'Demon of the forest'
Sulawesi is also home to the endangered anoa; which is the Sulawesi word for ‘buffalo’. This secretive and silent animal is the world’s smallest species of wild cattle.
It’s almost never seen in the wild – its main aim in life is to be invisible, so studying anoa behaviour in the wild is difficult since they are almost impossible to see. As soon as someone steps into the forest an animal, usually a bird, gives out an alarm and the anoa is alerted.
They tend to live alone or in pairs, rather than in herds, as being able to stay silent as a solitary animal is safer in the forest than being part of a herd where disturbance is more likely and cover blown!
The population of this animal has declined dramatically and is a species that’s coming under pressure in its fight for survival. They’re losing their forest home, which is being cut down to make way for agricultural land, like rice paddies, but they are also hunted for their meat which is then sold at local markets. The meat is described as fiery or hot and men believe eating the meat of this powerful, horned animal will give them prowess.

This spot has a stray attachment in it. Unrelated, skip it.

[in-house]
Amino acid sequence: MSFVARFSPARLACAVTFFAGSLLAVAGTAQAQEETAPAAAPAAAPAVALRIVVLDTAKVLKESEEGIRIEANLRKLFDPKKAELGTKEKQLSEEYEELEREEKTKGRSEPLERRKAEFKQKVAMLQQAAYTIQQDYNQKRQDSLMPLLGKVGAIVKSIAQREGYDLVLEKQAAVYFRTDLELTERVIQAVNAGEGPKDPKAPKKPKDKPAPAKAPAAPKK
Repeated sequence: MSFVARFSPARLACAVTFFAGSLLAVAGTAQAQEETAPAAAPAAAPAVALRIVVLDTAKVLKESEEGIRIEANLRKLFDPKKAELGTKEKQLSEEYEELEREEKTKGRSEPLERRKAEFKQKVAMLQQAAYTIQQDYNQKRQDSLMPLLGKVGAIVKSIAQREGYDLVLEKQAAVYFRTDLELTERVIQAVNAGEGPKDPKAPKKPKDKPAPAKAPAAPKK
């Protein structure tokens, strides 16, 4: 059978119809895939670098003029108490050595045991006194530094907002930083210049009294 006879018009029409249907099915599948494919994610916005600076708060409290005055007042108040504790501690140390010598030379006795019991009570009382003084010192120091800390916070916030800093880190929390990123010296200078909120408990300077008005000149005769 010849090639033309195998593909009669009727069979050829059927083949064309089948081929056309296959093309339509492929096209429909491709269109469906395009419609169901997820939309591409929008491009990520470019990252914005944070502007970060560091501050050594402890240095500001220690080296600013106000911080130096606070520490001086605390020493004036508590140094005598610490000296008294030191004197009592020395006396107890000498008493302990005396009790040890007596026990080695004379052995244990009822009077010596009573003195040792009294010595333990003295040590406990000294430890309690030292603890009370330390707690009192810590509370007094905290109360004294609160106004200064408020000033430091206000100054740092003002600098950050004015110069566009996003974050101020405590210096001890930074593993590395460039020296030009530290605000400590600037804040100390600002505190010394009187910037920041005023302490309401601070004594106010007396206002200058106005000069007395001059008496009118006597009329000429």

The anoa has been called the ‘demon of the forest’ by local farmers as they wrongly believe that they come out of the forest at night, like demons, and use their horns to attack other cattle.
Together with the wider global community, international conservationists and the Indonesian government, we’re working to protect the anoa and counteract the increasing threats to its survival.
The threats of hunting and habitat loss go hand in hand - as the forests are destroyed the wildlife in the remaining forest becomes more accessible to poachers. The anoa is hunted with dogs and by laying wire snares along forest tracks. The forests are gradually emptying of animals…another species that needs our help.
The anoas have settled into their new habitat on Islands at Chester Zoo; a clear sign of this is the latest arrival, an anoa birth...
The new calf can only help us to raise more awareness about this fantastic species that is often overlooked.
Successful breeding is just one sign that an animal has settled into a new habitat but there are many more behaviours that we look for. Chester Zoo’s animal behaviour and welfare scientist tells us more about why it’s important to study animal behaviour, here.